Street Code of Friendship: a Paradox

Posted: May 3, 2017 in Uncategorized

We once knew a man who was sleeping in an encampment in the woods. One day, it was discovered that he had been beat up pretty badly by a good friend of his who also resided in the woods. He was taken to the hospital and was eventually released. His physical elements didn’t hurt him as much as the psychological and emotional pain he felt . However it was not for having been beaten up by someone he considered a friend, but rather, the guilt he felt for saying such terrible things about the friend who had just assaulted him. He went on to be concerned about his friends Health and who would take care of him if they weren’t friends. While the story may sound unique, I can assure you that I can think of at least a dozen other cases where two street friends have a disagreement that turned violent only to declare their friendship as strong as ever in the days that followed. I call it the Street Code of Friendship. It’s unlike any type of friendship structure I have witnessed but the bond seems incredibly strong. This represents for me somewhat of a paradox in which I find myself teaching my own students that many relationships formed on the street are superficial in nature. Friendships in which, when push comes to shove, are often abandoned by temptation, housing, whim, and addiction. But, as I reflect back on that statement, I am left wondering about the origins of such taless I have just told. I think about a pearl of wisdom I received from Dr. Withers (again, I know) when he mentioned that communities who feel that feeding the homeless encourages them to remain homeless is like asking you to think of the best sandwich you’ve ever eaten in your entire life and then choosing to be homeless so that you could continue eating that sandwich rather than be housed and not have the sandwich. For me, it’s not a sandwich but my Grandma Stella’s pot roast. The most delicious thing I’ve ever eaten however I would not give up my house and just so that I can have her pot roast every day. It makes me wonder, what acquaintance do I have or even friend in which I would allow them to physical hurt me and then retain my friendship with them. Or further, we have had cases where one rough sleeper refused housing out of worry about what would happen to the person they share their encampment, their bench or their doorway with. I think about the stress and the trauma of living on the street. Perhaps if you find that one person who understands and who seems to have your back on most occasions, that sense of abandonment that you’ve experienced in your life starts to dissipate in a very small but very real way. Perhaps it’s like when you go away to camp for a week when you are a kid. You are away from home as a child, you’re scared and if you’re me you’re terrified of spiders crawling on your face and in your nose and mouth as your sister promised would happen (thanks Becky for those sweet dreams). The people you meet at camp or strangers to you on the first day but by day seven you are blood brothers and sisters. The bond speaks to the human nature of wanting to be protected and protective. In someway the street cultivates this amongst individuals. Perhaps the lesson for us housed people to learn is one of forgiveness. I am not condoning violence of course by maybe the lesson is one of understanding that impulses are often acted upon carelessly and harmfully but that at the end of the day the impulse represented one second of the emotion that is not able to erase days, months or years of survival on the street.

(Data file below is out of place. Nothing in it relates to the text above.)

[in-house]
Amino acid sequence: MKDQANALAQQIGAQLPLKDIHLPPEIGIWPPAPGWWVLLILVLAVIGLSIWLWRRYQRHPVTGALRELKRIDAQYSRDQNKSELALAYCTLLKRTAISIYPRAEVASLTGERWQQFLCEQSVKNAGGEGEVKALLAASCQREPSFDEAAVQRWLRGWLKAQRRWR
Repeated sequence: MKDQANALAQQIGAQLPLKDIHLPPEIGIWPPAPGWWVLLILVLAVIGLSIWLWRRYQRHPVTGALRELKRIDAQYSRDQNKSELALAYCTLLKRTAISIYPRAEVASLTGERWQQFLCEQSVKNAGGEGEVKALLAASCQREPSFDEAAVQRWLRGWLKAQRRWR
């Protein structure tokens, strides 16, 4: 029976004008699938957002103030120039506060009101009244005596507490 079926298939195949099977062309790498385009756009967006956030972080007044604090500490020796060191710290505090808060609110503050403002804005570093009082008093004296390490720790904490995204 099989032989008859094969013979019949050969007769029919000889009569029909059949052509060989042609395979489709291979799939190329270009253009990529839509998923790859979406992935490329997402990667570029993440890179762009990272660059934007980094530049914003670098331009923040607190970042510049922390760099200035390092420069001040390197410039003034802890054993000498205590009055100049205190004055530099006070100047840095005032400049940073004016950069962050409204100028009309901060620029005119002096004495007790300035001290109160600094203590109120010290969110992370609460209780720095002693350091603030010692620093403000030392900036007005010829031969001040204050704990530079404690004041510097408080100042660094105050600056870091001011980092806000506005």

1. Christina Schwab says:

    I used to be homeless in Easton PA. That friendship you talk about is more than that. We become family. Feel free to ask me anything


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